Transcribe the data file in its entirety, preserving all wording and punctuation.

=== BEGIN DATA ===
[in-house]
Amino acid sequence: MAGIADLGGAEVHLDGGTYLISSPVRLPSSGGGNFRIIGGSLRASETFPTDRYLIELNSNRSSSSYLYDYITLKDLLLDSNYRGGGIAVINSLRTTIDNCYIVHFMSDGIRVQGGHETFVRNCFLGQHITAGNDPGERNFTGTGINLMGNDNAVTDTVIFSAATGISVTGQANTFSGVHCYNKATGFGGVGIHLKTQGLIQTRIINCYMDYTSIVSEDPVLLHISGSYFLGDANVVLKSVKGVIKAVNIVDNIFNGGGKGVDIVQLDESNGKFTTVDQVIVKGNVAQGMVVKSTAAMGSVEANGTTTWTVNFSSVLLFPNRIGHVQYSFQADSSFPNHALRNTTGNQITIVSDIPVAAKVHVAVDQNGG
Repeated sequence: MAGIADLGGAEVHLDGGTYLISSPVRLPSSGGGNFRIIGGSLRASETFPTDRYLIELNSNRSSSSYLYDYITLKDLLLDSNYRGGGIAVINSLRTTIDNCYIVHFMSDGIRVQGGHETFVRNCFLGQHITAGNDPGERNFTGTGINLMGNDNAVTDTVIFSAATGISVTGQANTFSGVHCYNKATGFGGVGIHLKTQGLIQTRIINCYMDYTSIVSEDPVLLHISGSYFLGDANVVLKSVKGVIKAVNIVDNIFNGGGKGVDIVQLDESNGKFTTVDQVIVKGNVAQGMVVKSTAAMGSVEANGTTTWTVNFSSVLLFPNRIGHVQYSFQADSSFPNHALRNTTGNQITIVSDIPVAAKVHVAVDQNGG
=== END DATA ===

[in-house]
Amino acid sequence: MAGIADLGGAEVHLDGGTYLISSPVRLPSSGGGNFRIIGGSLRASETFPTDRYLIELNSNRSSSSYLYDYITLKDLLLDSNYRGGGIAVINSLRTTIDNCYIVHFMSDGIRVQGGHETFVRNCFLGQHITAGNDPGERNFTGTGINLMGNDNAVTDTVIFSAATGISVTGQANTFSGVHCYNKATGFGGVGIHLKTQGLIQTRIINCYMDYTSIVSEDPVLLHISGSYFLGDANVVLKSVKGVIKAVNIVDNIFNGGGKGVDIVQLDESNGKFTTVDQVIVKGNVAQGMVVKSTAAMGSVEANGTTTWTVNFSSVLLFPNRIGHVQYSFQADSSFPNHALRNTTGNQITIVSDIPVAAKVHVAVDQNGG
Repeated sequence: MAGIADLGGAEVHLDGGTYLISSPVRLPSSGGGNFRIIGGSLRASETFPTDRYLIELNSNRSSSSYLYDYITLKDLLLDSNYRGGGIAVINSLRTTIDNCYIVHFMSDGIRVQGGHETFVRNCFLGQHITAGNDPGERNFTGTGINLMGNDNAVTDTVIFSAATGISVTGQANTFSGVHCYNKATGFGGVGIHLKTQGLIQTRIINCYMDYTSIVSEDPVLLHISGSYFLGDANVVLKSVKGVIKAVNIVDNIFNGGGKGVDIVQLDESNGKFTTVDQVIVKGNVAQGMVVKSTAAMGSVEANGTTTWTVNFSSVLLFPNRIGHVQYSFQADSSFPNHALRNTTGNQITIVSDIPVAAKVHVAVDQNGG